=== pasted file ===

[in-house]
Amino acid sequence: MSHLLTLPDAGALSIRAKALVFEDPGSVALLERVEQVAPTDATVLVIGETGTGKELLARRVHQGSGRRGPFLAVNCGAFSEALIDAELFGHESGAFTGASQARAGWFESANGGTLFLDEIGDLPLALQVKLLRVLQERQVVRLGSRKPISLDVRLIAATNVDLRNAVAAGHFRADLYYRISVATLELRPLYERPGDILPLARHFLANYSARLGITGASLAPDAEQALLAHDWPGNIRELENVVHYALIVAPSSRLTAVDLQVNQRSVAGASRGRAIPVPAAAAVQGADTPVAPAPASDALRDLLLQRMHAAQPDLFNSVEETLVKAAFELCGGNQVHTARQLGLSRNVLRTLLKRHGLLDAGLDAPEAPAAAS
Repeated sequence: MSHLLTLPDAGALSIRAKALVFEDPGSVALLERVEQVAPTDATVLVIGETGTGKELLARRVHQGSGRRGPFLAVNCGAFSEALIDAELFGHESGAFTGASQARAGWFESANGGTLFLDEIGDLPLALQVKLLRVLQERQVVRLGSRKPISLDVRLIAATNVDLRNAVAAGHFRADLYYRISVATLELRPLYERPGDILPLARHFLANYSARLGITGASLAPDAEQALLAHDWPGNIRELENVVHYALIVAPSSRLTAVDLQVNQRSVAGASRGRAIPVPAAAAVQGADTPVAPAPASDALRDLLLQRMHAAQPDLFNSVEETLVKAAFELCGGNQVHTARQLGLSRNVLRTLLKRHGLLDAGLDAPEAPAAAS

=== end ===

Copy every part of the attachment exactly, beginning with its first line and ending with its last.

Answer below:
[in-house]
Amino acid sequence: MSHLLTLPDAGALSIRAKALVFEDPGSVALLERVEQVAPTDATVLVIGETGTGKELLARRVHQGSGRRGPFLAVNCGAFSEALIDAELFGHESGAFTGASQARAGWFESANGGTLFLDEIGDLPLALQVKLLRVLQERQVVRLGSRKPISLDVRLIAATNVDLRNAVAAGHFRADLYYRISVATLELRPLYERPGDILPLARHFLANYSARLGITGASLAPDAEQALLAHDWPGNIRELENVVHYALIVAPSSRLTAVDLQVNQRSVAGASRGRAIPVPAAAAVQGADTPVAPAPASDALRDLLLQRMHAAQPDLFNSVEETLVKAAFELCGGNQVHTARQLGLSRNVLRTLLKRHGLLDAGLDAPEAPAAAS
Repeated sequence: MSHLLTLPDAGALSIRAKALVFEDPGSVALLERVEQVAPTDATVLVIGETGTGKELLARRVHQGSGRRGPFLAVNCGAFSEALIDAELFGHESGAFTGASQARAGWFESANGGTLFLDEIGDLPLALQVKLLRVLQERQVVRLGSRKPISLDVRLIAATNVDLRNAVAAGHFRADLYYRISVATLELRPLYERPGDILPLARHFLANYSARLGITGASLAPDAEQALLAHDWPGNIRELENVVHYALIVAPSSRLTAVDLQVNQRSVAGASRGRAIPVPAAAAVQGADTPVAPAPASDALRDLLLQRMHAAQPDLFNSVEETLVKAAFELCGGNQVHTARQLGLSRNVLRTLLKRHGLLDAGLDAPEAPAAAS